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Why Blame Clark?


By Jendi B. Reiter

Dean Clark may not have the mediamanipulating skills of, say, Derrick Bell, And when he does speak to the press, he may not espouse the activist ideology that is garnering Bell such undeserved admiration. But these are hardly sufficient reasons to call for his resignation.

Clark's hiring of the infamous "five white men" resulted from a process of careful negotiation whose aim was to create a truce between the conservatives and the liberals on the Law School faculty.

Their own mutual enmity causes a fair share of the "mess" that the school suffers from. These scholars were selected because of their academic credentials and because they were relatively acceptable to both political camps.

It would be wrong to denigrate Clark's achievement in this matter merely in order to attack him about minority hiring. Moreover, is it not somewhat racist to oppose the appointment of these five scholars simply because they are white?

In its unthinking attack upon the "five white men," the staff reveals the source of its discontent with Clark. The staff's opposition to him is based primarily upon his lack of commitment to a liberal agenda. Refusing to admit that the rise of the left has caused a great deal of the problems at the Law School, the staff calls for more of the same.

Unfortunately, although Dean Clark occasionally stands up to the pressure groups at the Law School, much of the time he is only too willing to show servile deference to shrill activists practicing the politics of victimhood.

Dean Clark is indeed "retreating from his job," but not in the way the staff implies. He should deal more forcefully with those who have made Yale the preferred choice (over Harvard) of students looking for a legal education untainted by power politics and manufactured racial tensions.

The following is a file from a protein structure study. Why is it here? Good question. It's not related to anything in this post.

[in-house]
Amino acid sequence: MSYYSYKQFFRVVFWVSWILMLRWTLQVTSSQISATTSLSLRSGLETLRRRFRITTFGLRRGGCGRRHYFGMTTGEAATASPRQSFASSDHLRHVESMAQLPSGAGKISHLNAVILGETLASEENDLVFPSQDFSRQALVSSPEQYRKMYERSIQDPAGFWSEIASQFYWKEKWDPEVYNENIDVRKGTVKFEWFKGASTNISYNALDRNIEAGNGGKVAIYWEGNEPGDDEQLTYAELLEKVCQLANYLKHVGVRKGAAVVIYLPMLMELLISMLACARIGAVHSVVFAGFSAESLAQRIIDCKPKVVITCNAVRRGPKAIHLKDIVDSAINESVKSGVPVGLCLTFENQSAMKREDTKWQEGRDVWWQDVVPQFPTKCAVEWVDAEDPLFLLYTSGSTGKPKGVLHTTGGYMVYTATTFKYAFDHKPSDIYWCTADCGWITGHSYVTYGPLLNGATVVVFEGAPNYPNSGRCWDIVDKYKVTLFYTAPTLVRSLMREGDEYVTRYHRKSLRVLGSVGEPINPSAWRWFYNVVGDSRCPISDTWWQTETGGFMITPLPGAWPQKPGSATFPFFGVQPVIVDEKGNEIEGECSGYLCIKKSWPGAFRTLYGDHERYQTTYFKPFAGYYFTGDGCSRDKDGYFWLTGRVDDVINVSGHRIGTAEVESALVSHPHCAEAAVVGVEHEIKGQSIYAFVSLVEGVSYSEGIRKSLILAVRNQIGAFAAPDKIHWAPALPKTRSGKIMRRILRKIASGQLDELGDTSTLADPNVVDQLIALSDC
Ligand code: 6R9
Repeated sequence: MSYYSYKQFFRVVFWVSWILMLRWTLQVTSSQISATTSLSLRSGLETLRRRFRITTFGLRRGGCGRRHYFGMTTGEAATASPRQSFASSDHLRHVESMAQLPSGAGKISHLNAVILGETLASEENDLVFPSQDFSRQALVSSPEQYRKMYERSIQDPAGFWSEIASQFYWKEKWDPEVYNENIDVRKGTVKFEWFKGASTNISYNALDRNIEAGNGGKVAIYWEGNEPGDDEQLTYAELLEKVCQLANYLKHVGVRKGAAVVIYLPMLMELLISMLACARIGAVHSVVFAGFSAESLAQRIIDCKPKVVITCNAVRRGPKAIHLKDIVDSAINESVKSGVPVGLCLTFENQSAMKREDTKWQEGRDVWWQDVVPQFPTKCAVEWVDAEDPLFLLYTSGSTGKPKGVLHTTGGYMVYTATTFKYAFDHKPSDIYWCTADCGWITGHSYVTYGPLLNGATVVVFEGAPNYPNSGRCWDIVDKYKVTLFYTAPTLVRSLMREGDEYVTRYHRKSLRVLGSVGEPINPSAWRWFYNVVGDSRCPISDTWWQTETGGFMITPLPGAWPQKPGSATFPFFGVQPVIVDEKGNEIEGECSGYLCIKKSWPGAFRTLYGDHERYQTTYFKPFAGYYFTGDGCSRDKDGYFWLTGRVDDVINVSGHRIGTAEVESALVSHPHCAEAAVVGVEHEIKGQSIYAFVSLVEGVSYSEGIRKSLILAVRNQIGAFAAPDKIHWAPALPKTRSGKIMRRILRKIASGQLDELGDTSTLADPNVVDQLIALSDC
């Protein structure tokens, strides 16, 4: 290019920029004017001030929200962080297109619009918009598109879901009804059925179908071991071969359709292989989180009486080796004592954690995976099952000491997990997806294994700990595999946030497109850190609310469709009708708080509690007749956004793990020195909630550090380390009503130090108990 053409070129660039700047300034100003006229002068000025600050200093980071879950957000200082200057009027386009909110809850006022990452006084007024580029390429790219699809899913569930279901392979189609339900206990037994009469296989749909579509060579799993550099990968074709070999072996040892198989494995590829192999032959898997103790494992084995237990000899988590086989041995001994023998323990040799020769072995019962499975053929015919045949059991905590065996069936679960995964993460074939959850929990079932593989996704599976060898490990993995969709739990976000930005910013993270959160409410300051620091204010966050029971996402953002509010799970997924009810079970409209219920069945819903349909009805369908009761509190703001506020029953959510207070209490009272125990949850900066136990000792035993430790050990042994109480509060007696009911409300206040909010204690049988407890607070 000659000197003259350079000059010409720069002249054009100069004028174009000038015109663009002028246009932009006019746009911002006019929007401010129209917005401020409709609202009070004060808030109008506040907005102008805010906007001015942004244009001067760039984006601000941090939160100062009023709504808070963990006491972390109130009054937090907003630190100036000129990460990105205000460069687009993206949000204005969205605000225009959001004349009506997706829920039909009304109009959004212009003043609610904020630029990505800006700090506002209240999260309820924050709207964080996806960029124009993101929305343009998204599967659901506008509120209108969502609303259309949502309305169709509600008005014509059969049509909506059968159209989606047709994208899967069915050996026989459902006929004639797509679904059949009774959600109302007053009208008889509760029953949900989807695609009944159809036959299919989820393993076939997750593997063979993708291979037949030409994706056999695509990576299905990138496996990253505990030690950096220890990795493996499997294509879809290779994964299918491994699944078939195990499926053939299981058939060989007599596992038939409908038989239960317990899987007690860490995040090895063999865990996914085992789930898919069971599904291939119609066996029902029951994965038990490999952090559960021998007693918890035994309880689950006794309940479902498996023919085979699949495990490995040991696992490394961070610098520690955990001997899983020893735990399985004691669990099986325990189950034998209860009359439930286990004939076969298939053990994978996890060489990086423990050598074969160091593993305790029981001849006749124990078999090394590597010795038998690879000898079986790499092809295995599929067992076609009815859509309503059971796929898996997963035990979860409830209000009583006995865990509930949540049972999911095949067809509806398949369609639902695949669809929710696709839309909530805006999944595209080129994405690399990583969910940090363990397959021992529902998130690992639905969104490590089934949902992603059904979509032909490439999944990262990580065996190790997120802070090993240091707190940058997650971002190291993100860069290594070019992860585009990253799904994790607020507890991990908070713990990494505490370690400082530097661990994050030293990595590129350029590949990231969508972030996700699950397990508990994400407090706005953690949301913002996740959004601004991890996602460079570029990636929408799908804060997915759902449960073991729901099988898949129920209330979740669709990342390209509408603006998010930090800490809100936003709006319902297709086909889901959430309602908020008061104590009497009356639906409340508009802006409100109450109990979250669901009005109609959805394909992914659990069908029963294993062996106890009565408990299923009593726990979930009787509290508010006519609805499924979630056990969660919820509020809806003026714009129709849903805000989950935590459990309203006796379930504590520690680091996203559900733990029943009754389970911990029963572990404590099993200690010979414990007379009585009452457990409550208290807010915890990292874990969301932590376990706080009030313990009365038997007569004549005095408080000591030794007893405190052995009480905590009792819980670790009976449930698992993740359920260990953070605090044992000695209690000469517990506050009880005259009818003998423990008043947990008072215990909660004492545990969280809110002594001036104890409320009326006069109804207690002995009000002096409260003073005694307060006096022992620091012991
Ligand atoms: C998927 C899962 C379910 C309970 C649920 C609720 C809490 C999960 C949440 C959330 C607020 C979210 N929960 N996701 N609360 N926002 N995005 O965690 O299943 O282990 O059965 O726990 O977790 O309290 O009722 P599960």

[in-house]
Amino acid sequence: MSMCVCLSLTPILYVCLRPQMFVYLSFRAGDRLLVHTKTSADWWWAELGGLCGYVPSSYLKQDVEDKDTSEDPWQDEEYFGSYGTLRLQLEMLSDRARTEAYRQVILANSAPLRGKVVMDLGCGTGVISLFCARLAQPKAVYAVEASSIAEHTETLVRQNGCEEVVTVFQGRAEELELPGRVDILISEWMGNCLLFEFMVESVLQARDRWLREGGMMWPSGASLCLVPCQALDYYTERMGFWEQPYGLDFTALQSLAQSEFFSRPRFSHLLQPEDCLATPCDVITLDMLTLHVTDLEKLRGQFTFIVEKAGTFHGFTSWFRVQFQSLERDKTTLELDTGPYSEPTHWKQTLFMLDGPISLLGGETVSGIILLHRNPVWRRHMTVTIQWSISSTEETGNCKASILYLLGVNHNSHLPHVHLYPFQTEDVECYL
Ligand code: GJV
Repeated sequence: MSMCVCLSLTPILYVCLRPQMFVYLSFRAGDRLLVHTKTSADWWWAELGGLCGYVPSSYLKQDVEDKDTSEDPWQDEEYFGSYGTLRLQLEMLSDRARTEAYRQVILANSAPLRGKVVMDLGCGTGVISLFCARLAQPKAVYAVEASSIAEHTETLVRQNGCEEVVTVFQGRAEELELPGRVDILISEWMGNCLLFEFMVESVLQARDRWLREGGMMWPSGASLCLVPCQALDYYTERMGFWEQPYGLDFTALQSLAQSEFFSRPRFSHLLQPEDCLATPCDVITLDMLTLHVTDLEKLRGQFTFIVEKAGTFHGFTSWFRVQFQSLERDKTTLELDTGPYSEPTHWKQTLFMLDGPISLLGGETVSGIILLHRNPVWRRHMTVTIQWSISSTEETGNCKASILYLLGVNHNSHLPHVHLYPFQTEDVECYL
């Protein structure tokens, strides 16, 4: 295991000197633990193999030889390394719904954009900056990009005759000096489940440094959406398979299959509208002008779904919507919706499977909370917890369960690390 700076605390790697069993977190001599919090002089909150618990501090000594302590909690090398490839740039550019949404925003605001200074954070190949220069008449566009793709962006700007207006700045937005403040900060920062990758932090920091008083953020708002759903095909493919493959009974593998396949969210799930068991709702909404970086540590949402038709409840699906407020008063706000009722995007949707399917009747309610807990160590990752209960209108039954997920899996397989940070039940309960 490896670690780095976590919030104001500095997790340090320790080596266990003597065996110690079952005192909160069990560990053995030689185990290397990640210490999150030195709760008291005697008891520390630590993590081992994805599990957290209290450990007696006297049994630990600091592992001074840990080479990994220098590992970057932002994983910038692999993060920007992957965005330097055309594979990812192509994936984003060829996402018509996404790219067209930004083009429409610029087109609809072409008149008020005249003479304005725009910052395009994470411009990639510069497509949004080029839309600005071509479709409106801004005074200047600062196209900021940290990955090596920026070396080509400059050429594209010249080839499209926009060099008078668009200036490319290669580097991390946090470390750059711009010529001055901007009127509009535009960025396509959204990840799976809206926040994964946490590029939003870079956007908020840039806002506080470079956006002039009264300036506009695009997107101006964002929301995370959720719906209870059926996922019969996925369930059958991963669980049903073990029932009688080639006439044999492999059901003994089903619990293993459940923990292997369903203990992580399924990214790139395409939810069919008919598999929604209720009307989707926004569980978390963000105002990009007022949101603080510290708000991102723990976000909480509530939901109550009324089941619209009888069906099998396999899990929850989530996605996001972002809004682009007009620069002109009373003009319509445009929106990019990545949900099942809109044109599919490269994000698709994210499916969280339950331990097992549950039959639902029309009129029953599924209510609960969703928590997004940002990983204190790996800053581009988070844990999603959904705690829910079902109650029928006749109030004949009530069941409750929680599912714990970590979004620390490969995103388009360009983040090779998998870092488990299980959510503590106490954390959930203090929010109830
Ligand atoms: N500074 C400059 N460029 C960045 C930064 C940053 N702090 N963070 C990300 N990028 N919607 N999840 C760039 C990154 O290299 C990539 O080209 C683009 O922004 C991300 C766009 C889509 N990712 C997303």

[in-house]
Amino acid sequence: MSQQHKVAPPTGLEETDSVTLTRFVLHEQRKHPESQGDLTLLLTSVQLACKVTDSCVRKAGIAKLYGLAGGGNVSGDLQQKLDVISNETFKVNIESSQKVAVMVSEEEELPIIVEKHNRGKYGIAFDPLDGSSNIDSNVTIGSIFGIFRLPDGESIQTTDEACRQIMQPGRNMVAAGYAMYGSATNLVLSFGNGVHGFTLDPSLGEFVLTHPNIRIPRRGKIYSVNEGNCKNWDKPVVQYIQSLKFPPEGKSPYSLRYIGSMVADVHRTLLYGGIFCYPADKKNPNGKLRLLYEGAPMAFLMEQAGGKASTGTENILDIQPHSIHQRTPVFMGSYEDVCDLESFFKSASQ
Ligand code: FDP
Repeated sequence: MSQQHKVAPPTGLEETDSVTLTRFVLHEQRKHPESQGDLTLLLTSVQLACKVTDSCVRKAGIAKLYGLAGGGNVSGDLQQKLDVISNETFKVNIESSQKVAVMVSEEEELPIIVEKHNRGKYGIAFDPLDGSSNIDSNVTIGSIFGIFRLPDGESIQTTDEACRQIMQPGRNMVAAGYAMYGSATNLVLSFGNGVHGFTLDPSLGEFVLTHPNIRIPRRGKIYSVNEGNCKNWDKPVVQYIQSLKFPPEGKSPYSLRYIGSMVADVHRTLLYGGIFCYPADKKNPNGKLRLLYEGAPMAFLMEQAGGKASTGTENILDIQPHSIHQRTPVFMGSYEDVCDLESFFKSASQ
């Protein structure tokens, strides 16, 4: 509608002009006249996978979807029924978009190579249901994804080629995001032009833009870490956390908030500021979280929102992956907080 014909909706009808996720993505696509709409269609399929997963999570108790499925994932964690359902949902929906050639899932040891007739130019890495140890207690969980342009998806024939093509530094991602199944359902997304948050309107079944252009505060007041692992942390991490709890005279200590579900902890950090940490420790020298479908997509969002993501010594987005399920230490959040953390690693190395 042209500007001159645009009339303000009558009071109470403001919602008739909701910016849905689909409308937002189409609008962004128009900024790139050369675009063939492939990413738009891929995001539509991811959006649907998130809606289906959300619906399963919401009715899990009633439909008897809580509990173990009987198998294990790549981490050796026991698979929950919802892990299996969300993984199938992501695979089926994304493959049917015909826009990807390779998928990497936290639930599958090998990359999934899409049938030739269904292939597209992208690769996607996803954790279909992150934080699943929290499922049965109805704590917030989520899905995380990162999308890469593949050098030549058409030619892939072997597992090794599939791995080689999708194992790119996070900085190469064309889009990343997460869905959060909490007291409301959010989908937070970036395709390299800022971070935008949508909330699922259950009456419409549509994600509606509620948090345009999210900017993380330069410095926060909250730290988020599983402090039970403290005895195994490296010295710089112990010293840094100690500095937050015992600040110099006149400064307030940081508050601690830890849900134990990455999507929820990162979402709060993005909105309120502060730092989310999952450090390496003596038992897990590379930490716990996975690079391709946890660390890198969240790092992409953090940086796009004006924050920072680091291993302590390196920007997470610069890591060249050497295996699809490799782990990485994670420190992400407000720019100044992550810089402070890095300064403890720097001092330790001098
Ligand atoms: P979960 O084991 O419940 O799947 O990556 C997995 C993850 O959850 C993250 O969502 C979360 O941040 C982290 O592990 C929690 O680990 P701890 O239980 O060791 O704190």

As for the Law Review parody, Dean Clark did the only thing he could have done--the condemned it. He certainly could not have prevented it or punished its authors without violating their rights.

Why blame him for the insensitivity of a few students? No one calls for President Neil L. Rudenstine to resign during controversies over the content of student publications in the College. (We wonder if any administrator could long survive if it were standard practice to fire them whenever someone at Harvard feels offended by a parody or an editorial.)

Finally, we call on Dean Clark to cease his mollycoddling of those who would rather hold sit-ins than attend or teach classes. Civil disobebedience can be constructive, but anyone participating in it should expect to be disciplined. Moreover, those committed to minority hiring should consider a form of protest more productive than simply absenting themselves from the institutions they wish to change.

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